Rescue workers, officials debate warning system as Indonesian volcano erupts again
The responses to Indonesia's back-to-back disasters this week and revelations about the possibility that the warning system did not have proper upkeep highlight the difficulties in trying to put together an efficient disaster management system.
(Page 2 of 2)
Though most have some sort of warning system, he believes tsunami-prone areas should have a warning plan in place that relies on preparatory drills and local knowledge. Wandono argues that a warning system should not serve as a replacement for the local knowledge and instincts that have served the island people for centuries. Locals should know the signs of an approaching tsunami, regardless of official warning bells and know to flee to higher ground.Skip to next paragraph
Subscribe Today to the Monitor
Indonesia does have a tsunami alert system in place. After the 2004 disaster, international organizations helped set up a high-tech buoy network, which was up and running in 2008. But since then it has been plagued by problems, including theft and a lack of maintenance. The buoys contain electronic equipment that can tell if the sea level rises. Any major shift triggers a siren that is designed to give people time to flee to safety.
Yet, even if the system had been working, officials say the quake’s epicenter was so close to the Mentawais that the tsunami it generated struck the most affected island of Pagai Selantan within 10 minutes of when that alarm would have sounded. The buoy network is connected to a system that sounds an alarm immediately. But because many of the islands are sparsely populated and the alarm itself only reaches a short distance it requires someone to physically sound Mosque sirens and bells across the islands.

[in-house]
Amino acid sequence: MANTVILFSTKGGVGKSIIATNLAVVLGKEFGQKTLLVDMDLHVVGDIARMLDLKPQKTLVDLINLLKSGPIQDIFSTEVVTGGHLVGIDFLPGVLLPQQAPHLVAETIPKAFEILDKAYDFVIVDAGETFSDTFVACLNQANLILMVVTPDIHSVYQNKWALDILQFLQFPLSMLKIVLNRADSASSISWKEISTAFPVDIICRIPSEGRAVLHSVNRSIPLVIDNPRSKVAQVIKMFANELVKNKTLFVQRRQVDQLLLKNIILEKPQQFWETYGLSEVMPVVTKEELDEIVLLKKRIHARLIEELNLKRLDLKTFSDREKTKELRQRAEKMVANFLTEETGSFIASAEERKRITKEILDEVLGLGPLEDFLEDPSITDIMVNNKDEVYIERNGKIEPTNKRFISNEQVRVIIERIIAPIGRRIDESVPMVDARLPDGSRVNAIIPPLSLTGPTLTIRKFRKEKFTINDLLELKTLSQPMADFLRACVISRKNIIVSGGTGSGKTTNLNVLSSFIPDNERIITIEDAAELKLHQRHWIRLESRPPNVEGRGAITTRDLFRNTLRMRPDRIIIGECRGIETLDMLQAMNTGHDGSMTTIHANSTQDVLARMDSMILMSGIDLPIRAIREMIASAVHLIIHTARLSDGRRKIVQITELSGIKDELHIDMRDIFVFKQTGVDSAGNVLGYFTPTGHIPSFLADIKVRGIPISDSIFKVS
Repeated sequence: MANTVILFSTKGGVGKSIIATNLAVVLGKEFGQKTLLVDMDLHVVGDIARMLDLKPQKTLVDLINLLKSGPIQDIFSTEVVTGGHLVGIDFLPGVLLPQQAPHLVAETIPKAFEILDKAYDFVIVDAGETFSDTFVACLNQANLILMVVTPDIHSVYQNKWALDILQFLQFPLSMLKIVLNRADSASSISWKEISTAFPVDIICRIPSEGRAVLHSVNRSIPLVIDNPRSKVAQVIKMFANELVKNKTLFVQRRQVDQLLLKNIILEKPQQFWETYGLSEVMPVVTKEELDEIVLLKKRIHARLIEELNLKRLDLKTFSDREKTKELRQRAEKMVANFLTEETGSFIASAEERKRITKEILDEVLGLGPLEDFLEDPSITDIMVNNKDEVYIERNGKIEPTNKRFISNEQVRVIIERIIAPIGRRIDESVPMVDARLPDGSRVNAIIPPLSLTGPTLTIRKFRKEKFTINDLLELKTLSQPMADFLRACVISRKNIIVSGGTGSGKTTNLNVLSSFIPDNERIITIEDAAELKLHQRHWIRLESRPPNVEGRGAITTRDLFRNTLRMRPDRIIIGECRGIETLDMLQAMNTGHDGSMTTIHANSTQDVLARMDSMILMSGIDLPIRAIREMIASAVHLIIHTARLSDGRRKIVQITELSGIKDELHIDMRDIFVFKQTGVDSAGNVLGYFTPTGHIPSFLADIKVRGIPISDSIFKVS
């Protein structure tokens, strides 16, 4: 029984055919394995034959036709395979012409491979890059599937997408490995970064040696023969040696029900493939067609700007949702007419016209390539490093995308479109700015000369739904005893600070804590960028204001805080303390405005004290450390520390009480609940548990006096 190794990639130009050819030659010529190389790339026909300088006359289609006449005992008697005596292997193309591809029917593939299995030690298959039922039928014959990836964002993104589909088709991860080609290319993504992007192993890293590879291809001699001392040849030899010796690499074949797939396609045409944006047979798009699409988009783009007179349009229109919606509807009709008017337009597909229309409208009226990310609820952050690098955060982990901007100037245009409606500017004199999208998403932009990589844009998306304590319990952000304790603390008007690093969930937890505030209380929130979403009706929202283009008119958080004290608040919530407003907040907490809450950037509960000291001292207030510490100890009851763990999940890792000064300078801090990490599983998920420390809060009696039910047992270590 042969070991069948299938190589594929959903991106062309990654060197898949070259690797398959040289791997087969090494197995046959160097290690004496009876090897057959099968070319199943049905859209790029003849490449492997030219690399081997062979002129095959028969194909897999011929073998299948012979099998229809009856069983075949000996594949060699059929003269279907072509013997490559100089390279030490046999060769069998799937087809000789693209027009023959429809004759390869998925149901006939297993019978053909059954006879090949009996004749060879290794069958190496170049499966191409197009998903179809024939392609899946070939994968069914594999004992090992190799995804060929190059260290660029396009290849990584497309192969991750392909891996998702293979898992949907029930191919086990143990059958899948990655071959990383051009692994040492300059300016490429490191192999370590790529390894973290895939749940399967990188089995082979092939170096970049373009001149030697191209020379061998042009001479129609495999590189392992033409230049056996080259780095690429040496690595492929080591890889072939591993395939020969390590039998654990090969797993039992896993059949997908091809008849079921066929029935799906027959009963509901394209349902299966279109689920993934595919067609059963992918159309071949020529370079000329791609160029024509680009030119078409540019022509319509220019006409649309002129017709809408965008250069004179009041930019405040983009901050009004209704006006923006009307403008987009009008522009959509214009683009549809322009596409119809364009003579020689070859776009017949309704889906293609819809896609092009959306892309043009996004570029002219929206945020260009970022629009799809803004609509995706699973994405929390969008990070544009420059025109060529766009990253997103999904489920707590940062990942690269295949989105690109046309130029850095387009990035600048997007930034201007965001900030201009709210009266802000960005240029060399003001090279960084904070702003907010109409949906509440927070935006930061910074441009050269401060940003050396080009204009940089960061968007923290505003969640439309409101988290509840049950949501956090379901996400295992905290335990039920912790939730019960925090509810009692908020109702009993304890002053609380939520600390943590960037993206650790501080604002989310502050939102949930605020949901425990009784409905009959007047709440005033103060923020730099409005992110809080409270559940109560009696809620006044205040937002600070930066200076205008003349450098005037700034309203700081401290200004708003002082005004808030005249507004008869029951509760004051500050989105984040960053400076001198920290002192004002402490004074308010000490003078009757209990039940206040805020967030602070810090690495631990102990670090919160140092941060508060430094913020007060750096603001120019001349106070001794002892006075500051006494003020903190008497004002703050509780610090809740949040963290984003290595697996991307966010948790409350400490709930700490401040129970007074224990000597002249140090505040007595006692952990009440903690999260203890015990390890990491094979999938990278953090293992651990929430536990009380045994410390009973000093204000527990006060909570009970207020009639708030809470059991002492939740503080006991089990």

Monitor List: World's 5 biggest tsunamis
Meanwhile, at the Volcano
Rescue workers in Central Java say the government should have ordered people living on the slopes of Mount Merapi to evacuate earlier.
“The local government was a bit slow on [ evacuation],” said Fadli Usman, who is coordinating aid efforts for World Vision in Magelang, one of the four districts hit hardest by Merapi’s eruption. “People were evacuated after the volcano erupted. That’s why the communities when they moved to the evacuation centers didn’t bring anything with them.”
Usman said people need face masks and clean drinking water. Before Thursday evening’s blast volunteers had begun bringing down the dead and evacuating the corpses of animals to prevent disease.
Surono, head of the Indonesian Volcanology and Geological Disaster Mitigation Agency, said the pressure released from the volcano was much stronger than during the most recent blast in 2006, when two people were killed. So far Monday’s eruption has left more than 30 dead, including a respected elder known as the spiritual guardian of the mountain.
The agency tasked with responding to natural disasters meanwhile, says it has worked to provide relief as quickly as was possible given the weather and conditions. Soetrisno, the deputy for emergency management at the National Disaster Management Agency, maintains the central and local governments are capable of handling the relief effort, and though it would not turn aid away if it was offered, are not asking for outside help at this time.
IN PICTURES: Indonesia tsunami